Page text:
Teaching International Students : Strategies to enhance learning

Text-only Preview

Teaching International
Strategies to enhance learning

Sophie Arkoudis


Teaching International Students
Strategies to enhance learning

Teaching International Students: Strategies to Enhance Learning was developed for the University of
Melbourne by Dr Sophie Arkoudis of the Centre for the Study of Higher Education.
Permission is granted for copying, distribution and use by other institutions, with appropriate
Available in electronic form from http://www.cshe.unimelb.edu.au/
Further enquiries regarding permission and availability:
Centre for the Study of Higher Education
The University of Melbourne
Telephone: 03 8344 4605


This document contains practical suggestions for teaching strategies that will assist the University’s
international students. Some of the suggestions may seem self-evident as they represent widely
accepted principles of effective teaching in higher education. Nonetheless they are worth reiterating.
The University of Melbourne endeavours to create environments which foster academic excellence
and which encourage all students to engage with their learning communities
(http://www.unimelb.edu.au/diversity/downloads/inclusive%20practice.pdf). The University has a
culturally diverse student population, including students from Indigenous, international and recent
immigrant backgrounds. This document focuses on the language and cultural issues that may be
considered in teaching international students. While acknowledging that the term ‘international
students’ is complex to define, for the present purposes of this document international students will
be those who have had the majority of their previous study in countries where English is not the main
medium of instruction in education.
Globally, more people than ever before are choosing to undertake an international education. The
large-scale movement of students between education systems means that academics need to
consider the learning and teaching implications of the increased numbers of international students in
university classes. Notably, international students now form a large part of the diverse student
community that exists at the University of Melbourne. Many of these students are originally from
countries where English may be spoken as a second or third language, or where English is only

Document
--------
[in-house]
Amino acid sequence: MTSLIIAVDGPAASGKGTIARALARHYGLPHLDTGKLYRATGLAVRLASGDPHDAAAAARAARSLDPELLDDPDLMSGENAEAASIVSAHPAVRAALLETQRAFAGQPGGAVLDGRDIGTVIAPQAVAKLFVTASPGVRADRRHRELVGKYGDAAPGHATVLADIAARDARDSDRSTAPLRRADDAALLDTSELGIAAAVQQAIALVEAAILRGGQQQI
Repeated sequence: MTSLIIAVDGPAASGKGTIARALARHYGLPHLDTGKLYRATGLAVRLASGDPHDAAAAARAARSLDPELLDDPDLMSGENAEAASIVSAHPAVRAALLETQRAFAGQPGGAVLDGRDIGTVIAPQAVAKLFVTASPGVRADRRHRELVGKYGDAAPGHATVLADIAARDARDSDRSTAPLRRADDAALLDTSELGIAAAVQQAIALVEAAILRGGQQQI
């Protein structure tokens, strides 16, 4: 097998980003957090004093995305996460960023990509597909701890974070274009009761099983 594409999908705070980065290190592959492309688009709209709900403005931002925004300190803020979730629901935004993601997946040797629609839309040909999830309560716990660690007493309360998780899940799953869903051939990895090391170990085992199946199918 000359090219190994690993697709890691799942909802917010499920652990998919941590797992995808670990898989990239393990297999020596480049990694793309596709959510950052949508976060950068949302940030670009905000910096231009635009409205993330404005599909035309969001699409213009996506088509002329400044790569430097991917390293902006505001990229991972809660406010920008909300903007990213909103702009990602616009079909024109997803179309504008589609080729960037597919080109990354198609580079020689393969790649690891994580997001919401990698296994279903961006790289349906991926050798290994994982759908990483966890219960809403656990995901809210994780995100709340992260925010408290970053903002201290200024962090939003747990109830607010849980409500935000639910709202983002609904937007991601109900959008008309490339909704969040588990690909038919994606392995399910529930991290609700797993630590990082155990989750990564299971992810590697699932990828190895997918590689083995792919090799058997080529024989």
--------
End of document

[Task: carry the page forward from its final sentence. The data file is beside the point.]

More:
learnt as a foreign language in school. It is important to not make assumptions about these students’
learning strategies because of their cultural background. Much discussion of international students
has focused on stereotypes: a presumed reluctance to talk in class, a preference for rote learning
and an apparent lack of critical thinking skills. Implied within this stereotyping is an ‘us’ and ‘them’
approach to the students and a deficit view of this group of learners, as people who perhaps ‘lack’
the desirable qualities for succeeding in higher education as we understand it. However, this is
simply not true. International students are some of the highest achieving students at the University.
In the Nine Principles Guiding Teaching and Learning in the University of Melbourne, the fourth
principle is ‘an international and culturally diverse community and learning environment’. Research
has highlighted that the educational expectations of international students are as diverse as those of
domestic students (Biggs, 2003; Ryan, 2005). These students can range, for example, in academic
ability, English language proficiency, motivation, educational experiences, as do many of the local
students. However, there are some conclusions we can draw about the particular challenges facing
international students that distinguish their experiences from those of domestic students. These
include the challenges of:
learning and living in a different culture;
learning in a foreign university context;
learning while developing English language proficiency; and
learning the academic disciplinary discourse.

A survey of international students’ experiences at the University of Melbourne (University Planning
Office, 2005) noted that the students were generally very positive about their experiences in their
courses. They highly valued the opportunities for personal growth and academic achievement.
However, the students said that they encountered problems to do with initiation into their course,
participating successfully in a Western academic environment, English language skills and engaging
comfortably with the rest of the University community. While for some of the students, these
concerns diminished over time, for others they remained ongoing concerns throughout their course.
Research has found that academics are aware of the learning needs of their students, but may be
unclear about how best to address those needs (Ryan, 2005). The purpose of this document is to
encourage the use of different strategies and approaches that have been informed by research in the
area of international students’ learning in western higher education contexts. The key areas that are
discussed in some detail include:

Internationalising the curriculum

Making lectures accessible

Encouraging participation in small group work